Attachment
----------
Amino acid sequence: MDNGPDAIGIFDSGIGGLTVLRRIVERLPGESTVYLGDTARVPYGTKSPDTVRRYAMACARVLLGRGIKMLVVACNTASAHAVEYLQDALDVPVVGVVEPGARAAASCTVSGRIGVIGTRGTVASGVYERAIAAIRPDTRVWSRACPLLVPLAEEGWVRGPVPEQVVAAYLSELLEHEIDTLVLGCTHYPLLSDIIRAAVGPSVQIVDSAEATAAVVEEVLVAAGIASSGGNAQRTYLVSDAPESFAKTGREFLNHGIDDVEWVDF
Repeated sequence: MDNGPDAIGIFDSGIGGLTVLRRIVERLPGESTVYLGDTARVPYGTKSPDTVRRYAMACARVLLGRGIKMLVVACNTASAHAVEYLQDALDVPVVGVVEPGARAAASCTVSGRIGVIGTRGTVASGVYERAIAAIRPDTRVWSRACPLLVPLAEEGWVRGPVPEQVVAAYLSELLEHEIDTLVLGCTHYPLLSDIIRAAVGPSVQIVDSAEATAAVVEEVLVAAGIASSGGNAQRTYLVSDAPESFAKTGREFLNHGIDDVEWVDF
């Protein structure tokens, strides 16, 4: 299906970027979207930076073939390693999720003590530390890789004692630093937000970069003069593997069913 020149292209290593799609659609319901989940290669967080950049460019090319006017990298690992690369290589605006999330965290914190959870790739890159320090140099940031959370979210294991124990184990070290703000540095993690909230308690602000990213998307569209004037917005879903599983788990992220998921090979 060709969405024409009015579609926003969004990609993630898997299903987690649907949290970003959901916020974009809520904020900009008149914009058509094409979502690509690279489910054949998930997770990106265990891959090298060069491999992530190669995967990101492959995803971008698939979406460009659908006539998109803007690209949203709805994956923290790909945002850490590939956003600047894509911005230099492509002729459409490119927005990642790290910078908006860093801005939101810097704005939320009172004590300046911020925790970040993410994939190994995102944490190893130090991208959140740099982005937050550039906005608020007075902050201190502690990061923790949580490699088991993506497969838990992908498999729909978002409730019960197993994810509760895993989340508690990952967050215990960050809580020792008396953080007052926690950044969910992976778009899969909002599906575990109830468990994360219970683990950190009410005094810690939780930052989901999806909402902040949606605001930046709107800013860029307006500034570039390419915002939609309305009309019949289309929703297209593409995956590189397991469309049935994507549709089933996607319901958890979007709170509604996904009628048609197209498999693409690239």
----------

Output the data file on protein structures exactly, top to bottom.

Amino acid sequence: MDNGPDAIGIFDSGIGGLTVLRRIVERLPGESTVYLGDTARVPYGTKSPDTVRRYAMACARVLLGRGIKMLVVACNTASAHAVEYLQDALDVPVVGVVEPGARAAASCTVSGRIGVIGTRGTVASGVYERAIAAIRPDTRVWSRACPLLVPLAEEGWVRGPVPEQVVAAYLSELLEHEIDTLVLGCTHYPLLSDIIRAAVGPSVQIVDSAEATAAVVEEVLVAAGIASSGGNAQRTYLVSDAPESFAKTGREFLNHGIDDVEWVDF
Repeated sequence: MDNGPDAIGIFDSGIGGLTVLRRIVERLPGESTVYLGDTARVPYGTKSPDTVRRYAMACARVLLGRGIKMLVVACNTASAHAVEYLQDALDVPVVGVVEPGARAAASCTVSGRIGVIGTRGTVASGVYERAIAAIRPDTRVWSRACPLLVPLAEEGWVRGPVPEQVVAAYLSELLEHEIDTLVLGCTHYPLLSDIIRAAVGPSVQIVDSAEATAAVVEEVLVAAGIASSGGNAQRTYLVSDAPESFAKTGREFLNHGIDDVEWVDF
């Protein structure tokens, strides 16, 4: 299906970027979207930076073939390693999720003590530390890789004692630093937000970069003069593997069913 020149292209290593799609659609319901989940290669967080950049460019090319006017990298690992690369290589605006999330965290914190959870790739890159320090140099940031959370979210294991124990184990070290703000540095993690909230308690602000990213998307569209004037917005879903599983788990992220998921090979 060709969405024409009015579609926003969004990609993630898997299903987690649907949290970003959901916020974009809520904020900009008149914009058509094409979502690509690279489910054949998930997770990106265990891959090298060069491999992530190669995967990101492959995803971008698939979406460009659908006539998109803007690209949203709805994956923290790909945002850490590939956003600047894509911005230099492509002729459409490119927005990642790290910078908006860093801005939101810097704005939320009172004590300046911020925790970040993410994939190994995102944490190893130090991208959140740099982005937050550039906005608020007075902050201190502690990061923790949580490699088991993506497969838990992908498999729909978002409730019960197993994810509760895993989340508690990952967050215990960050809580020792008396953080007052926690950044969910992976778009899969909002599906575990109830468990994360219970683990950190009410005094810690939780930052989901999806909402902040949606605001930046709107800013860029307006500034570039390419915002939609309305009309019949289309929703297209593409995956590189397991469309049935994507549709089933996607319901958890979007709170509604996904009628048609197209498999693409690239």